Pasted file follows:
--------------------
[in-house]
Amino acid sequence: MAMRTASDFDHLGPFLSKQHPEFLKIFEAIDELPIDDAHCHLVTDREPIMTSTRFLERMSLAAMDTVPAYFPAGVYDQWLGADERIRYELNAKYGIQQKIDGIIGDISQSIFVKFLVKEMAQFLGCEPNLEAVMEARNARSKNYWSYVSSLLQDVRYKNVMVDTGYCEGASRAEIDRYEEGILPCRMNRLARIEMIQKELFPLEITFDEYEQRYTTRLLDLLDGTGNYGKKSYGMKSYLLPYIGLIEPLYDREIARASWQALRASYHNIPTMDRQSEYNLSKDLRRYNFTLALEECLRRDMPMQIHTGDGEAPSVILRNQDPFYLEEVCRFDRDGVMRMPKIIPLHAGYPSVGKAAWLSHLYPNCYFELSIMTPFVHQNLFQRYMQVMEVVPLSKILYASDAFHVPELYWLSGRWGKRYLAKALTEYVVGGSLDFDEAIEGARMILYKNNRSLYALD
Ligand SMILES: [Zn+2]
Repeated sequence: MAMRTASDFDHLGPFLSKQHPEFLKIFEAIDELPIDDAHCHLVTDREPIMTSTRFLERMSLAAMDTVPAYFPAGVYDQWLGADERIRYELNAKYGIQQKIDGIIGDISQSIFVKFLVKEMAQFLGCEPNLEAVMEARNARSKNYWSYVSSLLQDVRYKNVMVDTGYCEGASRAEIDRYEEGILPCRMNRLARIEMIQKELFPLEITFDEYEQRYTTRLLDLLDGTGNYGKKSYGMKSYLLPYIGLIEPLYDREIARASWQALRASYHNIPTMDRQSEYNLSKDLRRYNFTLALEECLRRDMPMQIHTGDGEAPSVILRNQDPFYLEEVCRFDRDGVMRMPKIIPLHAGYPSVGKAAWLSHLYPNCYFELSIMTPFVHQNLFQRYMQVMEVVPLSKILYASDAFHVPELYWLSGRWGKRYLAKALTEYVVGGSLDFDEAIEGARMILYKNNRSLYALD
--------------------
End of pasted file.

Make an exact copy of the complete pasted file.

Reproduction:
[in-house]
Amino acid sequence: MAMRTASDFDHLGPFLSKQHPEFLKIFEAIDELPIDDAHCHLVTDREPIMTSTRFLERMSLAAMDTVPAYFPAGVYDQWLGADERIRYELNAKYGIQQKIDGIIGDISQSIFVKFLVKEMAQFLGCEPNLEAVMEARNARSKNYWSYVSSLLQDVRYKNVMVDTGYCEGASRAEIDRYEEGILPCRMNRLARIEMIQKELFPLEITFDEYEQRYTTRLLDLLDGTGNYGKKSYGMKSYLLPYIGLIEPLYDREIARASWQALRASYHNIPTMDRQSEYNLSKDLRRYNFTLALEECLRRDMPMQIHTGDGEAPSVILRNQDPFYLEEVCRFDRDGVMRMPKIIPLHAGYPSVGKAAWLSHLYPNCYFELSIMTPFVHQNLFQRYMQVMEVVPLSKILYASDAFHVPELYWLSGRWGKRYLAKALTEYVVGGSLDFDEAIEGARMILYKNNRSLYALD
Ligand SMILES: [Zn+2]
Repeated sequence: MAMRTASDFDHLGPFLSKQHPEFLKIFEAIDELPIDDAHCHLVTDREPIMTSTRFLERMSLAAMDTVPAYFPAGVYDQWLGADERIRYELNAKYGIQQKIDGIIGDISQSIFVKFLVKEMAQFLGCEPNLEAVMEARNARSKNYWSYVSSLLQDVRYKNVMVDTGYCEGASRAEIDRYEEGILPCRMNRLARIEMIQKELFPLEITFDEYEQRYTTRLLDLLDGTGNYGKKSYGMKSYLLPYIGLIEPLYDREIARASWQALRASYHNIPTMDRQSEYNLSKDLRRYNFTLALEECLRRDMPMQIHTGDGEAPSVILRNQDPFYLEEVCRFDRDGVMRMPKIIPLHAGYPSVGKAAWLSHLYPNCYFELSIMTPFVHQNLFQRYMQVMEVVPLSKILYASDAFHVPELYWLSGRWGKRYLAKALTEYVVGGSLDFDEAIEGARMILYKNNRSLYALD